Japanese Prime Minister Morihiro Hosokawa, decked out in a cashmere sweater and scarf, looked natty enough in Seattle as he joined President Bill Clinton and Asian heads of state for a weekend of conversation about economic cooperation. But Japanese investors didn't like what they saw. With Hosokawa making no firm promise to revive the ailing Japanese economy, the Nikkei stock average dived 3.1% when bourses opened on Monday.
Still, it wasn't just Hosokawa's waffling that sent the market into free-fall (chart). Although many investors hope the Finance Ministry will ride to their rescue once again, the powerful bureaucrats have steadfastly refused to block the Nikkei's dive as they did with their "price-keeping operation" last summer. Even though the Nikkei has dropped 13% since Oct. 26, Japan's economic regulators seem determined this time around not to let investors and corporations forget the frequently repeated message that the easy-money days of the 1980s are long past. So the regulators now seem prepared to sit tight, perhaps until the fiscal year ends next March, even if such inaction means putting the economy on its knees.
PROFIT SQUEEZE. That risk is large, and it is growing daily. On Nov. 22, the government disclosed that its index of leading economic indicators fell to 36.4 in September from 50 in August. Household spending for the month, meanwhile, was off 1.7% from a year ago, its fifth straight decline. And many think corporate profits will be down 10% or more by the end of the fiscal year.
The squeeze on profits could even prompt big corporations to start making genuine layoffs, marking the first big crack in their venerable lifetime-employment system. Some bureaucrats think the stock market's drop is just the shock Japan needs to bring serious cost cuts about. "The faster the drop, the better," says Ryozo Hayashi, director of the Ministry of International Trade & Industry's General Affairs Div., his hand swooping down as he traces a diving Nikkei.
Finance Ministry officials are taking a similar line. They argue that Japanese banks must move swiftly to clear their books of perhaps $400 billion in bad loans, even if that results in a seriously weakening stock market. In fact, sometime around August, the ministry quietly lifted its earlierunofficial "guidance" suggesting that bankers refrain from massive stock sales to cover losses incurred from write-offs and additions to bad-debtreserves.
The banks appear to have acted quickly on this policy shift: The respected daily Nihon Keizai Shimbun estimates that banks took some $5.6 billion in profits when the market was stronger a few weeks ago by selling stocks. Although the banks typically bought the shares back to retain long-term business ties, the profits they booked from the sales will help them maintain their dividends even as they take a $13 billion earnings hit in order to cover bad loans.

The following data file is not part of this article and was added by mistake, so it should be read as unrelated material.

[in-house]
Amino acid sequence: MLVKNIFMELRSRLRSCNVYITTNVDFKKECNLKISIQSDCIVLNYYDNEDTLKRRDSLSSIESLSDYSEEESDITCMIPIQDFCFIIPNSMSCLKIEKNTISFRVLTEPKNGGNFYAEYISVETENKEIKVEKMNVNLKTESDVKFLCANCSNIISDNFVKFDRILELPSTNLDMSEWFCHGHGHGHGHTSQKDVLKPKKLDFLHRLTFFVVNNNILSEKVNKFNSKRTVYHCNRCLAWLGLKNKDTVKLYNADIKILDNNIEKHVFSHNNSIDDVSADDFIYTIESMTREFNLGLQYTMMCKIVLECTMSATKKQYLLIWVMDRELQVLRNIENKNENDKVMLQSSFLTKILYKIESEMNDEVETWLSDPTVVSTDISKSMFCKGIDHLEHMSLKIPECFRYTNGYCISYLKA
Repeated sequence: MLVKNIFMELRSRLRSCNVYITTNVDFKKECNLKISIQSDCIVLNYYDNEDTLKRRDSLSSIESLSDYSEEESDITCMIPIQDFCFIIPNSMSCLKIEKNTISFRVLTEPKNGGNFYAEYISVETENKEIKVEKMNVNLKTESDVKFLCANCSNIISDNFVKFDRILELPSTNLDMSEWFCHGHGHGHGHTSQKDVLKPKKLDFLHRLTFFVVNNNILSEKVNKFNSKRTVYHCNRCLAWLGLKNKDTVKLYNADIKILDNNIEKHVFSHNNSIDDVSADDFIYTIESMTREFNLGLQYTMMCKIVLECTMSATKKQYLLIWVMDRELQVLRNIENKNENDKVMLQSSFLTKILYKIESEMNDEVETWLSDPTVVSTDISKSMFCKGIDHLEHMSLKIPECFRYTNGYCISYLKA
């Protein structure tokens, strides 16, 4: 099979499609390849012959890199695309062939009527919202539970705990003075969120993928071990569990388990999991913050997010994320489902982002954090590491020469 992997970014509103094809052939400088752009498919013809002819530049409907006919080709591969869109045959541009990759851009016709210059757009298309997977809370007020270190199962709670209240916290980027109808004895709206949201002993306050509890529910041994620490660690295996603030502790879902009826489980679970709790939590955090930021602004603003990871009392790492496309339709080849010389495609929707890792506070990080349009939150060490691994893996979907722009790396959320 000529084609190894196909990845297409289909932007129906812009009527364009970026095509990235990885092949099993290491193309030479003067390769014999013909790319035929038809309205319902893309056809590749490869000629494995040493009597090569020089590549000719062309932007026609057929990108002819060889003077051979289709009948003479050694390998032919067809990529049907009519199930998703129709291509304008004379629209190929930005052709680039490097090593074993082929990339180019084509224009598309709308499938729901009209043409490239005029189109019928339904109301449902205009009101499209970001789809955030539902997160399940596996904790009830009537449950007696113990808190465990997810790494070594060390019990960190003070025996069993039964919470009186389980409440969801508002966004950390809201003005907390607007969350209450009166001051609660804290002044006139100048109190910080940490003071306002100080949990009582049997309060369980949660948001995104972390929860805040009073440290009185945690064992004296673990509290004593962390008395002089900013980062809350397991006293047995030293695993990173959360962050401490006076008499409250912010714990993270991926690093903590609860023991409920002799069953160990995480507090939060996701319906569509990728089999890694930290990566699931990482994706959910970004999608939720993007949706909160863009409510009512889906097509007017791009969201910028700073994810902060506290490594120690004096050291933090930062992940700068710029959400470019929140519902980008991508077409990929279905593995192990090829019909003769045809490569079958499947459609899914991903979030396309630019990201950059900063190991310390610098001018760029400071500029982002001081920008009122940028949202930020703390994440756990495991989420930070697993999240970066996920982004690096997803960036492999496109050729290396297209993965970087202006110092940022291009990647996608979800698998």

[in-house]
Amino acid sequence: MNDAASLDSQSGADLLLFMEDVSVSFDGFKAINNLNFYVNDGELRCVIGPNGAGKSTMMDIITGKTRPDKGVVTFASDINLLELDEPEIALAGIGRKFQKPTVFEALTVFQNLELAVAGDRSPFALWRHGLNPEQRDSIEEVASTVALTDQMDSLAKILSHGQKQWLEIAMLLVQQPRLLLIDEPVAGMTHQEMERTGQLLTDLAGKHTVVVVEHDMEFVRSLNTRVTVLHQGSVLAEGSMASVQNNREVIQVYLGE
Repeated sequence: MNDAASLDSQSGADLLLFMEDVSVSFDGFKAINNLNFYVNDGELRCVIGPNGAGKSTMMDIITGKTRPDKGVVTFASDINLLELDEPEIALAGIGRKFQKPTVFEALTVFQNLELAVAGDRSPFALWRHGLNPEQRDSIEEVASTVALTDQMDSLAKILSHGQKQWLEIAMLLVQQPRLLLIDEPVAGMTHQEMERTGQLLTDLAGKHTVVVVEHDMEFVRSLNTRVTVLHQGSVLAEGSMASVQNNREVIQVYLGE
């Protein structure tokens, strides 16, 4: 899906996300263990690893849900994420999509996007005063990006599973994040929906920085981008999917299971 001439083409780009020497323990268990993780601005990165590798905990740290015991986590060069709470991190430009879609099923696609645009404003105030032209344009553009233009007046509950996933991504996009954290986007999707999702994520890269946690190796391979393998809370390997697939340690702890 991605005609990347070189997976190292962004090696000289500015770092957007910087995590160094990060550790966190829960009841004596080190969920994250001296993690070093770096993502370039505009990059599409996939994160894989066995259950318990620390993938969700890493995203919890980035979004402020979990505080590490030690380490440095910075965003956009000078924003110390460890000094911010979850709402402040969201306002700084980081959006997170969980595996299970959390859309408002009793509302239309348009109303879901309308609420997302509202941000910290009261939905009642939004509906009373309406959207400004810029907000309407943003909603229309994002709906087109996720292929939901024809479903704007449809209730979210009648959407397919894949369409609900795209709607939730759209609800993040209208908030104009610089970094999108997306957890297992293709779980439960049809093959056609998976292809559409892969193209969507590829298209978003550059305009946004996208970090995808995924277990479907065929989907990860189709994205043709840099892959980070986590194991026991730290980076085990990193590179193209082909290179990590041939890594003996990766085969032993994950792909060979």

The ministry's policy shift was born of necessity. Alicia Ogawa, financial analyst at Salomon Brothers Asia Ltd., thinks that finance bureaucrats had wanted to keep banks more or less in line with each other, so that each would deal with about the same amount of bad debts each year. But then, she says, the bureaucrats started to realize that the true magnitude of the problem loans at some banks was much larger than they expected. Worried that the lending mess could tie up the banks--and lending--for years, the officials began telling the bankers, in effect, to do whatever it took to clear their books within two or three years. That apparently started the banks racing to sell their stocks.
A RESCUE? Despite the tougher new stance from MITI and Finance, the betting in Tokyo is that the bureaucrats are not totally out of the game. At its Nov. 22 close of 17,384, the Nikkei is still well above last August's low of 14,309. And in any case, it's the Nikkei's level next Mar. 30 that really matters. That's when banks have to revalue their stock-market portfolios as they close their books for the fiscal year.
If things are still looking gloomy by then, the Finance Ministry may yet change its tune and mount another rescue operation. But don't expect much action now. The keepers of Japanese economic policy are clearly more willing to let market forces inflict pain for the sake of encouraging long-term reforms. That approach might well mean that the country will emerge stronger in a year or two. But in the meantime, worried Japanese will be in for plenty more sleepless nights.